The Myth of the Common Law Spouse
Author: Sarah Gillen
You might be surprised to learn that since 2005 cohabitation has increased by approximately 33% compared to an approximate 2% increase in marriage. Some of the reasons for this could be that people are giving higher priority to achieving financial independence, getting a foot on the property ladder or having children over marriage. In addition, there no longer appears to be any stigma attached to cohabitation or starting a family outside of wedlock. Even Prince William and Kate Middleton cohabited prior to marrying which would have been unheard of a generation before.
With limited funds and ever reducing social pressure on couples to get married many may no longer see the point. After all there isn’t any real difference between being a spouse or a common in law spouse is there? Well actually there is. It is true that having a marriage certificate will not make the love between a couple any stronger but it does make a difference, a big difference if things go wrong because there is no such thing as a common law spouse. Legally the term means nothing. You could cohabit with your partner for 20 years and if the relationship were to end or your partner was to die, you would be treated no differently than if you were simply housemates. Even if you had children together, your partner or their estate would have responsibility towards them but not to you. Therefore you could end up with virtually nothing, no spousal maintenance, no pension share, no share in the family home, NOTHING. That can be a massive blow, especially if you sacrificed your career to raise the children and/or were contributing towards the household bills but the house, mortgage and other major assets were all in your partner’s name, as you would have no claim on any of those.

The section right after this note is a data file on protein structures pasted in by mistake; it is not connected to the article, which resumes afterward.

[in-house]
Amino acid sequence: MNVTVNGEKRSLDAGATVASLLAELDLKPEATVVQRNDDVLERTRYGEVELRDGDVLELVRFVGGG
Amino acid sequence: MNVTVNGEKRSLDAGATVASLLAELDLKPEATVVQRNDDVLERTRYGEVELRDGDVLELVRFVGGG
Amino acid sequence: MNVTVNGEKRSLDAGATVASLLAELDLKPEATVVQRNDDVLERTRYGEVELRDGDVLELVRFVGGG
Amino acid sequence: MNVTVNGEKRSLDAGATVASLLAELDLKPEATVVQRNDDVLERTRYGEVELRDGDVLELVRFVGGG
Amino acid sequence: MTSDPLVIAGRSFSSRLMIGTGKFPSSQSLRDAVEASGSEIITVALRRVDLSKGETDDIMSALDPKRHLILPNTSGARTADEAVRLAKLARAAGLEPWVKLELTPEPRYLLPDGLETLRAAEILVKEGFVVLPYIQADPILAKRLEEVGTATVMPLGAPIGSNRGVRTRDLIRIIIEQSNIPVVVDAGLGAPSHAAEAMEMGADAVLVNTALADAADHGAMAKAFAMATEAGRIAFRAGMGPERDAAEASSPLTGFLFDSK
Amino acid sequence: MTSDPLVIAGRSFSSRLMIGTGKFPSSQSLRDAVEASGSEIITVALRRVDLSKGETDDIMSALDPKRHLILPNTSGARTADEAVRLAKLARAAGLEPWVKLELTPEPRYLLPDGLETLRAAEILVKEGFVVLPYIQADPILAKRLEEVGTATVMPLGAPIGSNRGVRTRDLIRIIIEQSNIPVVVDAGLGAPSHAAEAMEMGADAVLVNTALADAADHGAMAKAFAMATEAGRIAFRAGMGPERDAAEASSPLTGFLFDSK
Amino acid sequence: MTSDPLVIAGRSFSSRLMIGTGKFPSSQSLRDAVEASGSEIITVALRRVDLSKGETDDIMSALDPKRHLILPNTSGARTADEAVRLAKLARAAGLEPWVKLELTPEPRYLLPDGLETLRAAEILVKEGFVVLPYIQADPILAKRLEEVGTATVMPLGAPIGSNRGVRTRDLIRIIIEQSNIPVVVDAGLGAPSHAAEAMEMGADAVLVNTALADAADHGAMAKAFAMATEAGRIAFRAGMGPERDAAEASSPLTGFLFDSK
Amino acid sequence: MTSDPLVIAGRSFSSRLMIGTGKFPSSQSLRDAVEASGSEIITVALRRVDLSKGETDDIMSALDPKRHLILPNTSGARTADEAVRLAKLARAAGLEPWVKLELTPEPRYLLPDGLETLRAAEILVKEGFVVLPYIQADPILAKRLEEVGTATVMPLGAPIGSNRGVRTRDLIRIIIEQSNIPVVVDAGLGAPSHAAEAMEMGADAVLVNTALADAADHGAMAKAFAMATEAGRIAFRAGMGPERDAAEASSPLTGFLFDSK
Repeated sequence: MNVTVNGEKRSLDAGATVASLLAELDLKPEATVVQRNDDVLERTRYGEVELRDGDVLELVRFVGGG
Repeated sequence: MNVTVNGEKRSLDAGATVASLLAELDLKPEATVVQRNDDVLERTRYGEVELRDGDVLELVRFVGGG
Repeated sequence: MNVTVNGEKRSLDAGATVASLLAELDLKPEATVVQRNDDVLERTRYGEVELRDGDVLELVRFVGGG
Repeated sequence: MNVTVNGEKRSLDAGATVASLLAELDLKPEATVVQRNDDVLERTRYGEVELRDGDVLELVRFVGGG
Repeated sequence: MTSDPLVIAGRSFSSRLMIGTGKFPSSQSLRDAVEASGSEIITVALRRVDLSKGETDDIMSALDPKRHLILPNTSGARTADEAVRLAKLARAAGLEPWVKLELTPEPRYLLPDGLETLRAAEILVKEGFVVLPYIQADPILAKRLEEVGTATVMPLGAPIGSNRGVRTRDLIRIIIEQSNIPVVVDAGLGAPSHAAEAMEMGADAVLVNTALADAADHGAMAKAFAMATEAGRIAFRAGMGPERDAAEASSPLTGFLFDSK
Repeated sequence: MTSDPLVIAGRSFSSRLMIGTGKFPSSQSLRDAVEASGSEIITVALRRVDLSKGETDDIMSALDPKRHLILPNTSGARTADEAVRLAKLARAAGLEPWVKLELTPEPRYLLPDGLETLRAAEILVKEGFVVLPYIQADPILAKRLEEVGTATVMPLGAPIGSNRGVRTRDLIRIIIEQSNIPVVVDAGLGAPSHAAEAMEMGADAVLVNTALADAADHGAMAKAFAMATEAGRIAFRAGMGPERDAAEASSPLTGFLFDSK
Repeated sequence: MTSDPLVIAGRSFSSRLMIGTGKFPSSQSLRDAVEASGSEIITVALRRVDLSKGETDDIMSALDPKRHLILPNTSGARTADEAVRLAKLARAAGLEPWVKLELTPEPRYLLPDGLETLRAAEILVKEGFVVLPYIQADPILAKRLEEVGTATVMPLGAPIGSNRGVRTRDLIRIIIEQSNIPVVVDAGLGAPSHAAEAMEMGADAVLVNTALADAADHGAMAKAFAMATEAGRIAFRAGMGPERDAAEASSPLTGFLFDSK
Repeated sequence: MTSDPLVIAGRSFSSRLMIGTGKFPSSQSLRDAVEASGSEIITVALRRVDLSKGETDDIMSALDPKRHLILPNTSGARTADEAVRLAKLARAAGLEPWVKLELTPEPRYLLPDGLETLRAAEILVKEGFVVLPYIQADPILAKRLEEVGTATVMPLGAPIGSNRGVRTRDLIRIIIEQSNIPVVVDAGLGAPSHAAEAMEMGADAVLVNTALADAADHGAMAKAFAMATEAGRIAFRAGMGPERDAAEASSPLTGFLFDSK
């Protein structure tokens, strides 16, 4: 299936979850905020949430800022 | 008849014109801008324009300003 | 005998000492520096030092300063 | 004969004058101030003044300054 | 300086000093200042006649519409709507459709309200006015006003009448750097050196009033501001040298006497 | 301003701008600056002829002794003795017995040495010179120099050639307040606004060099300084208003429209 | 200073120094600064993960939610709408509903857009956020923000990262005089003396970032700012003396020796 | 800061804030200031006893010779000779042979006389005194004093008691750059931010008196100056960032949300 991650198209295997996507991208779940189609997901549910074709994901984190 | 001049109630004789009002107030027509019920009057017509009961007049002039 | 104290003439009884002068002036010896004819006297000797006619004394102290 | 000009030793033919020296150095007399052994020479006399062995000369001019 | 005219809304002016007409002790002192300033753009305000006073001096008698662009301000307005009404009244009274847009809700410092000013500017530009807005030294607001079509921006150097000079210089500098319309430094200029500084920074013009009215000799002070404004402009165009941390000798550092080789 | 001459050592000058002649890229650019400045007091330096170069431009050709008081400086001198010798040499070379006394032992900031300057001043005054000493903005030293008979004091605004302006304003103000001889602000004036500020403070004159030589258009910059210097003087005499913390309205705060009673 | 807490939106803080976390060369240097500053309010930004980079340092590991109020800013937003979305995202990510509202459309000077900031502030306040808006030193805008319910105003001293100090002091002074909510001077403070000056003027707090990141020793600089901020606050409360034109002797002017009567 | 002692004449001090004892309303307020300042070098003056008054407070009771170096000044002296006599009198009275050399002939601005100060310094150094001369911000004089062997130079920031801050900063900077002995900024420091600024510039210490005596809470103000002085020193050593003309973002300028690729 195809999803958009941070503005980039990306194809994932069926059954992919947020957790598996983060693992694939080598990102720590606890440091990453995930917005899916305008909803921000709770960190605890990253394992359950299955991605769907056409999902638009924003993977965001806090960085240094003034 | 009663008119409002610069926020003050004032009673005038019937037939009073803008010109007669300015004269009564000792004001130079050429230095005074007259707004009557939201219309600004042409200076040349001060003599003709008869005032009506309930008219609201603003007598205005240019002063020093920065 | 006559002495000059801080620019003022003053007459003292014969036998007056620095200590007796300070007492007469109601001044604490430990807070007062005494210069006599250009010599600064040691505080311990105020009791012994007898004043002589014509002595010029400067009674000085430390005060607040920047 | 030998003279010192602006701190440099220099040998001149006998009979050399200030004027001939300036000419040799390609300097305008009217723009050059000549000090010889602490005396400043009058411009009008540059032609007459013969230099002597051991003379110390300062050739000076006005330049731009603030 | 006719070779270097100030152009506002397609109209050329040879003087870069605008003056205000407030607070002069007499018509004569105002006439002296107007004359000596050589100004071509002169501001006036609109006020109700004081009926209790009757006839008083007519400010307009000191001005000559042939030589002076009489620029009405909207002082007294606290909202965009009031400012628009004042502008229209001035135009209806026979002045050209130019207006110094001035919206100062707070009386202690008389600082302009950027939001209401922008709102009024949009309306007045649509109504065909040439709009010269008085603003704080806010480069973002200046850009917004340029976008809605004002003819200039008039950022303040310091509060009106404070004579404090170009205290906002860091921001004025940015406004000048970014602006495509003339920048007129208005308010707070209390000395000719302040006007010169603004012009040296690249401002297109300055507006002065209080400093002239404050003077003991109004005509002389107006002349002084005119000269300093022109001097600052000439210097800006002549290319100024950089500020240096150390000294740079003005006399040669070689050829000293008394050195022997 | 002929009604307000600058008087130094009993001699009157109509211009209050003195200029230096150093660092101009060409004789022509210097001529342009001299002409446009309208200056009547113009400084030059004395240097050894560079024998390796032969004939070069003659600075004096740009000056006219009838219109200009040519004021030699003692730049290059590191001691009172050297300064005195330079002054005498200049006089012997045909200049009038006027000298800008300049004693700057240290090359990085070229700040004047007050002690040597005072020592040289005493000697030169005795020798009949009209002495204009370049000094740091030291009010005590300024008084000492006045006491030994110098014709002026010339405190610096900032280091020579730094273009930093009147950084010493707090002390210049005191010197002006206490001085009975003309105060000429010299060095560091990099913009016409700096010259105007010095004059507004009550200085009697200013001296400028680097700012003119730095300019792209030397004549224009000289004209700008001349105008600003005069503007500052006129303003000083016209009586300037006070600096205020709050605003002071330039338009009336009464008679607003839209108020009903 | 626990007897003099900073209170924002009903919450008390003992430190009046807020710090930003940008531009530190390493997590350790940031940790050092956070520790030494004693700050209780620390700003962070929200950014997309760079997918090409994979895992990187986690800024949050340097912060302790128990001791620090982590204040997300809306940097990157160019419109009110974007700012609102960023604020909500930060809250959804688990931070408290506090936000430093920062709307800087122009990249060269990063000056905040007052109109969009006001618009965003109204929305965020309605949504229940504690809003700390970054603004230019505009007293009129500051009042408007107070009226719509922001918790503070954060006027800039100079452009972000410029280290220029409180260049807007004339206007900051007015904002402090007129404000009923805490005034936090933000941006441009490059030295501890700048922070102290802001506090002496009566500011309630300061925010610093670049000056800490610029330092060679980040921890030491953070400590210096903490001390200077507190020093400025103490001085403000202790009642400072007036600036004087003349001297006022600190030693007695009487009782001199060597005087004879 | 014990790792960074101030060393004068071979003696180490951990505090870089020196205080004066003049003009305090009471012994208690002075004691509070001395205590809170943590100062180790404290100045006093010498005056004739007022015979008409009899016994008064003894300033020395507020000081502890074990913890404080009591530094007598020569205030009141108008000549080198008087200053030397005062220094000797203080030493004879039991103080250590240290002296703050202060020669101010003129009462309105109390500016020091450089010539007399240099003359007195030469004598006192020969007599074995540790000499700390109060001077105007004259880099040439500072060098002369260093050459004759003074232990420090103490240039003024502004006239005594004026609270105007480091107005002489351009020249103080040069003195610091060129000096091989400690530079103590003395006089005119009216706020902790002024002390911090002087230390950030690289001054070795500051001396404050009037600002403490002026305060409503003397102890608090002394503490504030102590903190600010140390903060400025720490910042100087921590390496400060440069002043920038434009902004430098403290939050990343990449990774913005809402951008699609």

As cohabitation is not recognised by law it is simply not possible to achieve the same sort of outcome as in a divorce, and to try to salvage something is an expensive and difficult exercise and it is very difficult to predict the outcome.
There has been a great deal of talk over the years about introducing laws to recognise cohabitation, but so far they remain non-existent.
This article is not a campaign for marriage, but simply a plea for people to better understand their own circumstances. If marriage is not on the cards, for whatever reason, then a Living Together Agreement should be.
A Living Together Agreement is a contractual document which sets out what should happen if the cohabitees relationship were to end. They can set out their own terms which can be as simple or as complicated as they wish. For example, there could be a simple 50/50 division of all assets or the division could change depending on the length of the relationship, the existence of any children and each party’s contribution, financial or otherwise. Whilst it is not particularly romantic Living Together Agreements should be viewed in the same way as buying insurance – it’s protection against unforeseen events. It protects both parties and allows them to decide what is fair at a time when there is no hostility. Hopefully it will never be needed, but if it is, both parties will be glad they have it.
For further information about Living Together Agreements please contact Sarah Gillen on 01932 588557 or email@example.com